We reach out after understanding but God is always more than, much more than the bits of understanding that dawn upon us all through our lives as we continue our Christian journey, as the Spirit of Jesus leads us into all Truth.  Jesus declares:

“When the Spirit comes, he will prove the world wrong

about sin and righteousness and judgement

 Ancient archaeological remains suggest most early communities operated on the basis of hierarchies.  The burial of the very few with luxury grave goods suggests that some, the select, had special places of honour. Monarch, royal family, aristocracy. And down the millennia this how we too, every society, instinctively operates.   And it’s how we instinctively view God.  As those ancient Greek philosophers viewed God:  omniscient and impassible - impervious to suffering that is. Untouchable by the longings - and the disasters, of our puny lives.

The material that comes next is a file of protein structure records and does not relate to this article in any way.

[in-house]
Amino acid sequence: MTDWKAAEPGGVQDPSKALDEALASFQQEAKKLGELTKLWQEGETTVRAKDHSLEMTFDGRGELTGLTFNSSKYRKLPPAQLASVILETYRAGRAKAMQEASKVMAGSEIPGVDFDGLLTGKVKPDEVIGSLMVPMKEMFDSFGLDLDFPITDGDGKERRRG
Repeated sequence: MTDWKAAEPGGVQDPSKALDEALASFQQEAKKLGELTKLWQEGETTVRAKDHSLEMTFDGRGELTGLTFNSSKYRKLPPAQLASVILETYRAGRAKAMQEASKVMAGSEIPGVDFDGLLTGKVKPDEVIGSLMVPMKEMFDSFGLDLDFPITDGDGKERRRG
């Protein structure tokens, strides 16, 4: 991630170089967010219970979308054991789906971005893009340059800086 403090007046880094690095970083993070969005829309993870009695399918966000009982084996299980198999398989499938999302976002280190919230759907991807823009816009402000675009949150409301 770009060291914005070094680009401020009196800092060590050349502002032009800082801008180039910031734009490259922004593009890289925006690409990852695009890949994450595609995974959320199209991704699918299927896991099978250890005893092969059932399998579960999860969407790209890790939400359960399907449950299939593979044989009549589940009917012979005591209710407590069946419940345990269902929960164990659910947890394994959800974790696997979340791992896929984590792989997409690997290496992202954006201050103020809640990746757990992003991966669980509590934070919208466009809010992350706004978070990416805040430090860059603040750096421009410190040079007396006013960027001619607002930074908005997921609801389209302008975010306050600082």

This basis of society, in social science the so-called ‘domination system’, seen at its peak in the Roman Empire, this basis of society is what Paul names in his letter to the Corinthians, ‘the wisdom of this world’. This is the basis of the first law code of Hammurabi dating back 1750 years BC - which offered regulations for the ordering of society based on hierarchy. Imperial Roman theology declared the emperor divine, the Son of God,  Prince of Peace, in the order established through victory in war, victory over enemies who threaten that order  - the defeat of men such as Jesus of Nazareth. And indeed, our world talks admiringly of Pax Romana.